Active recall and spaced repetition: Active recall and spaced repetition work hand in hand with consistently reinforcing the neural patterns established in the brain upon introducing it to anything new. We tend to remember things we consistently do, as opposed to something we do just once. This is especially true for studying. Active recall involves recollecting facts from memory on a concept multiple times after going through the material. While it sounds obvious, the technique is surprisingly effective in letting one realize the gaps in their understanding so that less-understood concepts can be revisited. Active recall also encompasses continuous and consistent practice.  When dealing with subjects such as coding, repeated activity is the only way to ensure improvement over time.

Similarly, spaced repetition involves revising and recalling a concept after significant gaps of inactivity. Such revisions can be done every third, seventh, and fourteenth day. As an IAA student, this can be hard, but doing this every weekend still works well enough. 

Feynman Technique: The Feynman technique was named after American physicist Richard P. Feynman based on his ideology of teaching to understand. When learning a topic, there is no better way than to “teach” it to yourself or someone else. The method involves simplifying the concept enough to teach it to a child or a person hearing about it for the first time. This naturally demands that the one explaining the concept knows it well. If one encounters a struggle in explaining it, then there is some rework on the topic required! This is one of the most effective techniques for gauging knowledge gaps.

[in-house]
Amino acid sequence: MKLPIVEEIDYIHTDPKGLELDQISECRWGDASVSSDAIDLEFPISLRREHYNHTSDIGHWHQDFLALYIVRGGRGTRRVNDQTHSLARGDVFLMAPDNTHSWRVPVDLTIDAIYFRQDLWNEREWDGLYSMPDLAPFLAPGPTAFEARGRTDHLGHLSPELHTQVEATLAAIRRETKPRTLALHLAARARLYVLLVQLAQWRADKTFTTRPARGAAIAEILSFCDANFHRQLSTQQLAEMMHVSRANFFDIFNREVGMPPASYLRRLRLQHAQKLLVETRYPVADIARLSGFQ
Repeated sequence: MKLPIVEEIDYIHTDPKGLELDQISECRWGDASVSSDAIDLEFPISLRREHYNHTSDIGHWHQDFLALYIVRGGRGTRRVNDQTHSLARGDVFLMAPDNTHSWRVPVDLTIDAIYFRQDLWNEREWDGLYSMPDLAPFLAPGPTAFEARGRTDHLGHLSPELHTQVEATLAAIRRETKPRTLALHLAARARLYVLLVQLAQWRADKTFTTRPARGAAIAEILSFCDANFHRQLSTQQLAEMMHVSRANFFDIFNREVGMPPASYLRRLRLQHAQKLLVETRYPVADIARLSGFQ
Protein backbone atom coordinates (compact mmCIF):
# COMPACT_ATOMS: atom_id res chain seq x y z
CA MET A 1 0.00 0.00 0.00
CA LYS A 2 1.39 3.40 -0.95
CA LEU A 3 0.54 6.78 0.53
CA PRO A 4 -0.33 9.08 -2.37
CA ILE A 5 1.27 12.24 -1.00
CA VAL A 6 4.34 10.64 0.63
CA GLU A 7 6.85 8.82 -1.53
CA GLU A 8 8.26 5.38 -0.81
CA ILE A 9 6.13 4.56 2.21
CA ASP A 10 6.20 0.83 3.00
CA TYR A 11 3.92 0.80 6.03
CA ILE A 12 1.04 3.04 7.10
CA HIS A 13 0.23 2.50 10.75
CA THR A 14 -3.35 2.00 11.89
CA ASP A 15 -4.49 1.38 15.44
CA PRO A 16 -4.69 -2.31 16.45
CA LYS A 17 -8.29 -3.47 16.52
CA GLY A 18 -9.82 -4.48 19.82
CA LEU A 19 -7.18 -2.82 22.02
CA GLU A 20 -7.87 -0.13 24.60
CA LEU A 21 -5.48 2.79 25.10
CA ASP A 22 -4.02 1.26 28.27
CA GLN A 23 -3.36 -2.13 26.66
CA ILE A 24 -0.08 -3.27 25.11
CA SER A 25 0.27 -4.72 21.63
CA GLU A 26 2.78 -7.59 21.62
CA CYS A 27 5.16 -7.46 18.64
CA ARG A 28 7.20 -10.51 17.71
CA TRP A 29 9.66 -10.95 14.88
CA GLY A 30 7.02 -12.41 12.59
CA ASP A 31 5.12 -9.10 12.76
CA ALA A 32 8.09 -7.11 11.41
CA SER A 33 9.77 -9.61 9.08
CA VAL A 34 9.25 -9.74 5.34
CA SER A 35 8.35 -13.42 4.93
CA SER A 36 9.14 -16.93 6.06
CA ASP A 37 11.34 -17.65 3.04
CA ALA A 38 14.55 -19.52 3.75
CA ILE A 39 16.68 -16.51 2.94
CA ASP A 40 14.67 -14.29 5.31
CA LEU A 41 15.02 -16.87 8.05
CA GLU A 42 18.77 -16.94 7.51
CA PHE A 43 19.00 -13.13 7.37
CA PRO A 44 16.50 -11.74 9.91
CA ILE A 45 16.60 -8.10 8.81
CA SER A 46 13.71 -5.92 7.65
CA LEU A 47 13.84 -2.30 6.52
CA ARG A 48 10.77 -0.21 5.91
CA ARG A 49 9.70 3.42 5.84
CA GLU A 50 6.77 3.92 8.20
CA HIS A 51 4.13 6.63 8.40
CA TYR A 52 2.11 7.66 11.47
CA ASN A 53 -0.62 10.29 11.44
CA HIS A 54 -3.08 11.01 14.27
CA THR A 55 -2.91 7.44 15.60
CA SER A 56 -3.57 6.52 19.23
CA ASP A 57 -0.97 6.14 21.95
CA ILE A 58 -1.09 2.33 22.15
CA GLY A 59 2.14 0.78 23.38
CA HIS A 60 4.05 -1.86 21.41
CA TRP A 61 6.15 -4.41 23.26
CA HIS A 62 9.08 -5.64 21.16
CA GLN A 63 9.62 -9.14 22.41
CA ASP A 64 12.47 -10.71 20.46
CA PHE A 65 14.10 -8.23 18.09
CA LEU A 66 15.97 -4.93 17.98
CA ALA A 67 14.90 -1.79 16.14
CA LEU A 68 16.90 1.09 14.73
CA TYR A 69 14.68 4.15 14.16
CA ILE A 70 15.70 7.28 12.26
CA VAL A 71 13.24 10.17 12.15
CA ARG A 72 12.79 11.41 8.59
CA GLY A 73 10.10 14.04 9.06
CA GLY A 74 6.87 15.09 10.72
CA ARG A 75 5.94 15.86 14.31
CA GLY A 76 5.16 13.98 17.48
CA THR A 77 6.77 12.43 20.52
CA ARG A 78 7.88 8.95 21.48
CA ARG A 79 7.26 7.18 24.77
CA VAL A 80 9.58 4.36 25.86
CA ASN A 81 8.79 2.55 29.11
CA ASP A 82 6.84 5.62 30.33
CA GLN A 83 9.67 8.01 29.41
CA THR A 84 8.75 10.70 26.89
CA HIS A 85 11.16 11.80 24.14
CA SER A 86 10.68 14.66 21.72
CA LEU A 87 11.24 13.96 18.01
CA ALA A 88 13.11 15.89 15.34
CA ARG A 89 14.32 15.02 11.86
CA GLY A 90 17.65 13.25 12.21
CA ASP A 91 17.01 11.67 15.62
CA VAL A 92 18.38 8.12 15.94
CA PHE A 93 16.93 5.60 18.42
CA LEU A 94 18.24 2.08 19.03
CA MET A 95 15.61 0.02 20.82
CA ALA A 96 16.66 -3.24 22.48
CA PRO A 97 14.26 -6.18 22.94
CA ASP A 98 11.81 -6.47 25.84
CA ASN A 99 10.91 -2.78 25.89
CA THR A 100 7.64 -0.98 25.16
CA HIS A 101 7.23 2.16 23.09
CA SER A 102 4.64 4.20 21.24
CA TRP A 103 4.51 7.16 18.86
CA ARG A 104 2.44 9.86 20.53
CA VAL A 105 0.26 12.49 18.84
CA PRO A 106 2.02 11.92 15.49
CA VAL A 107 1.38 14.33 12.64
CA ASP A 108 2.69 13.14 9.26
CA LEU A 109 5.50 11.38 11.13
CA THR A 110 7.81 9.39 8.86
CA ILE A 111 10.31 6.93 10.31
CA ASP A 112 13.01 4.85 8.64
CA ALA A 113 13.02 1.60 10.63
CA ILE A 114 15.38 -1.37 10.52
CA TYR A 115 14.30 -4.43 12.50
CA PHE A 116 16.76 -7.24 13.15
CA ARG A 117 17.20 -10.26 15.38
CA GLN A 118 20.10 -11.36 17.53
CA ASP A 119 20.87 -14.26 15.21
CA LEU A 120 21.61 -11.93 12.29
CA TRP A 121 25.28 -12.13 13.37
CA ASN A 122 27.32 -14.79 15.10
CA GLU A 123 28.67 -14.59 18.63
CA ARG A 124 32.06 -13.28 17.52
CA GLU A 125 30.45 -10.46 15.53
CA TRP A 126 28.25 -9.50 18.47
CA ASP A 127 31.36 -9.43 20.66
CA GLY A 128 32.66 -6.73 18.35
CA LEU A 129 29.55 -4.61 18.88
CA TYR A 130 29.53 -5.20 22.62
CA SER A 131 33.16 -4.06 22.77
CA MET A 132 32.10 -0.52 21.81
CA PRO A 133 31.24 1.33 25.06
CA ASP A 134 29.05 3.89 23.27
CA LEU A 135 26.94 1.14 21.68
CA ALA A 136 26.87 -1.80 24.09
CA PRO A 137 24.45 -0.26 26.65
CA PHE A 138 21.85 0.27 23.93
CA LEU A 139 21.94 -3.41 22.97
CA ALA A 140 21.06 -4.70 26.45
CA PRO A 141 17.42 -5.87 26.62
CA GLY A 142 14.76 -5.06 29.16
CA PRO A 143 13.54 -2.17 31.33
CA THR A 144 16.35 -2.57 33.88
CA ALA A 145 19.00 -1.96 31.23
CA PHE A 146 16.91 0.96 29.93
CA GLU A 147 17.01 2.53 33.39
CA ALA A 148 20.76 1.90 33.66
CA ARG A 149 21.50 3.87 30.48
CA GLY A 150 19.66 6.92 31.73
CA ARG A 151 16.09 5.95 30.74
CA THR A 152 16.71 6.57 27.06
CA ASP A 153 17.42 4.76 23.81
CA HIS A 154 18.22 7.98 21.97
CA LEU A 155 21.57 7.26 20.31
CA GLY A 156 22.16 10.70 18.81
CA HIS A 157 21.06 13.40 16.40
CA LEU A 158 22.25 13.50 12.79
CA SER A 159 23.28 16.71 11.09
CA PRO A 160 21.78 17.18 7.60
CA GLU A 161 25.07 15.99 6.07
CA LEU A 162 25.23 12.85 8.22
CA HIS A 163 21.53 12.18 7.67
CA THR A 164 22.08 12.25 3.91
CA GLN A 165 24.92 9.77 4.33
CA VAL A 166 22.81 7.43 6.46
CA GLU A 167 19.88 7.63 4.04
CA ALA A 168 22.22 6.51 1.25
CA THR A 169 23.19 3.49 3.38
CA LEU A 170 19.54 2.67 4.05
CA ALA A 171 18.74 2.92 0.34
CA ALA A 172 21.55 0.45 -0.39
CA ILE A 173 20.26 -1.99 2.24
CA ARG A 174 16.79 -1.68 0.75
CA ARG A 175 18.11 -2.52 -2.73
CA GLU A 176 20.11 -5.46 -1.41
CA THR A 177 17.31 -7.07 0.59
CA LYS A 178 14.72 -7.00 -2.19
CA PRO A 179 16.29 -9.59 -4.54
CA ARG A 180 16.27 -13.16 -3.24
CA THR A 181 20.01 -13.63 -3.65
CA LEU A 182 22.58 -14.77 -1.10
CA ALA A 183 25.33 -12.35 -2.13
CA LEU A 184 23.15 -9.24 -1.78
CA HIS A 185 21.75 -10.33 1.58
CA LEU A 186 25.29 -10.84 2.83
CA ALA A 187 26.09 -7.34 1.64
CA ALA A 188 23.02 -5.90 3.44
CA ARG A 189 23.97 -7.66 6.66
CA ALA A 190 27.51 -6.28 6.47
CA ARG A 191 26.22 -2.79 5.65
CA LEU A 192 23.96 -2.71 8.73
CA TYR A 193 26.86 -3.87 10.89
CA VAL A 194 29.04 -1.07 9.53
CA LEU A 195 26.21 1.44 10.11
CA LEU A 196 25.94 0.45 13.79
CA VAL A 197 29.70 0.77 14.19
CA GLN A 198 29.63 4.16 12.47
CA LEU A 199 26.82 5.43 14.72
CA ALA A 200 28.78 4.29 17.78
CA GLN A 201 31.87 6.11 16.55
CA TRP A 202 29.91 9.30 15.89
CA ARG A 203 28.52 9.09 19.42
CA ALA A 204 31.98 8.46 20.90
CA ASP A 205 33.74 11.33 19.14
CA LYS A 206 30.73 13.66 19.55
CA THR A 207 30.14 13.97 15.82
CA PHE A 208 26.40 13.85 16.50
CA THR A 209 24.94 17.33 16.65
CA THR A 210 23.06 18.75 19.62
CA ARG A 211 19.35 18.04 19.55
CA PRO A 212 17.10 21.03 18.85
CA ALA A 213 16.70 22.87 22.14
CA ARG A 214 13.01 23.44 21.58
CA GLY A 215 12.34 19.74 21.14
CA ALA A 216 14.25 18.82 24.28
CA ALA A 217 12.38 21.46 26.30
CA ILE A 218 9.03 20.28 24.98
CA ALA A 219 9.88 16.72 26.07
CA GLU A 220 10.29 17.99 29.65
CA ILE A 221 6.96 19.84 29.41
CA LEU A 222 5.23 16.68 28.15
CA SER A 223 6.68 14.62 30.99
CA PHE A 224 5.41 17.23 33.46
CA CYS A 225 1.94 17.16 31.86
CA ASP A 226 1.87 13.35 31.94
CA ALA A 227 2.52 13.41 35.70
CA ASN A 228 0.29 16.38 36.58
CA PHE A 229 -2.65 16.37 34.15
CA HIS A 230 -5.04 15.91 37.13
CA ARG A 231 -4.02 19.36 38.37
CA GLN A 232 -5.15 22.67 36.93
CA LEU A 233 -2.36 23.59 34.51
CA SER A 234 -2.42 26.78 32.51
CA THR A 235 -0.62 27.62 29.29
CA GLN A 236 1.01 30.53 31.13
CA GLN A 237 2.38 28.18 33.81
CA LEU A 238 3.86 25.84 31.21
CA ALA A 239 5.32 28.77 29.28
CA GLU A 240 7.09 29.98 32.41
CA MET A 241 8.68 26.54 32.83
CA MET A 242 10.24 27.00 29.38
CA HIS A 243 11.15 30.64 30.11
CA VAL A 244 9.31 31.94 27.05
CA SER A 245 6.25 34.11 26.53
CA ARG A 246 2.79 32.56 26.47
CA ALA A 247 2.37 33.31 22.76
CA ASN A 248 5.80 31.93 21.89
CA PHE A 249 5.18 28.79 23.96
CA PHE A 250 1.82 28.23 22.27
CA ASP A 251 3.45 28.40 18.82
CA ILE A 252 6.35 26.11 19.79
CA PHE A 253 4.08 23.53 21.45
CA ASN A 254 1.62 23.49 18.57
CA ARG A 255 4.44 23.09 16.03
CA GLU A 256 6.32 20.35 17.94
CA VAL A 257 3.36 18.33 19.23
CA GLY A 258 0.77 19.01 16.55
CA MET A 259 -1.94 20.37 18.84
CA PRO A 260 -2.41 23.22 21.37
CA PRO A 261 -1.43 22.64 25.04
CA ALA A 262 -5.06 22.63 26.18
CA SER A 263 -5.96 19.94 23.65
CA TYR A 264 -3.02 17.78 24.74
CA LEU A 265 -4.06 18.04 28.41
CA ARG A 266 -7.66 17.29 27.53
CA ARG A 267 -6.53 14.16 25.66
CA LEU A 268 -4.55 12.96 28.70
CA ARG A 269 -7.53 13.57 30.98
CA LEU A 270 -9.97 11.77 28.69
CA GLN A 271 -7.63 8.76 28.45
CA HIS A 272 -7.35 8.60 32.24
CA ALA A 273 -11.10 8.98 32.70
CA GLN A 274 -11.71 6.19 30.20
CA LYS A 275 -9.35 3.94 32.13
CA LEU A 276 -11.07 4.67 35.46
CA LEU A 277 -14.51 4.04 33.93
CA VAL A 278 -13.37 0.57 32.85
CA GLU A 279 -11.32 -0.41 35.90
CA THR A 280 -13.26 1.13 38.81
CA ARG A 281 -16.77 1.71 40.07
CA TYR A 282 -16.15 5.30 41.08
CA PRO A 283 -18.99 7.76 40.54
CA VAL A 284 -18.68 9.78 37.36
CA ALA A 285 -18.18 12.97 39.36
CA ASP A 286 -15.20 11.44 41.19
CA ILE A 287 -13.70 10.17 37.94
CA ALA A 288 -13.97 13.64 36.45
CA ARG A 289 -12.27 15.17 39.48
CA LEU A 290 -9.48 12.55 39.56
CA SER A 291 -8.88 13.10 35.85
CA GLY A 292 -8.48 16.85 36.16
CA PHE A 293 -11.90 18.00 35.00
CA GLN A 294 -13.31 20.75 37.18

Active Learning: Active learning involves discussing subjects in groups, where the diversity in perspectives naturally enhances the learning experience. It also includes feedback and elaborative interrogation. Consistently questioning or quizzing oneself on topics stimulates the mind and forces it to think. Sources from Google and generative AI can assist with creating tests and questions.

Lastly, the importance of discipline and time management must be balanced. Chunking the work into doable bits, prepping in short, intense bursts of time (duration depends on the difficulty of the subject), and using time management techniques like the Pomodoro, where one works for 40 minutes (depends on the complexity of the task) and takes an active break for 10 minutes, works with effectively managing time.

These proven study techniques aren’t one-size-fits-all; they are as unique as the individuals who employ them. Through trial and error, I discovered that active recall, spaced repetition, and the Feynman Technique helped me grasp complex concepts, manage vast information, and maintain a more profound, long-lasting understanding of the subject matter. Thus, I trust that the overview of these transformative study techniques will contribute to our growth as lifelong learners.


Columnist: Nithya Manoj Kumar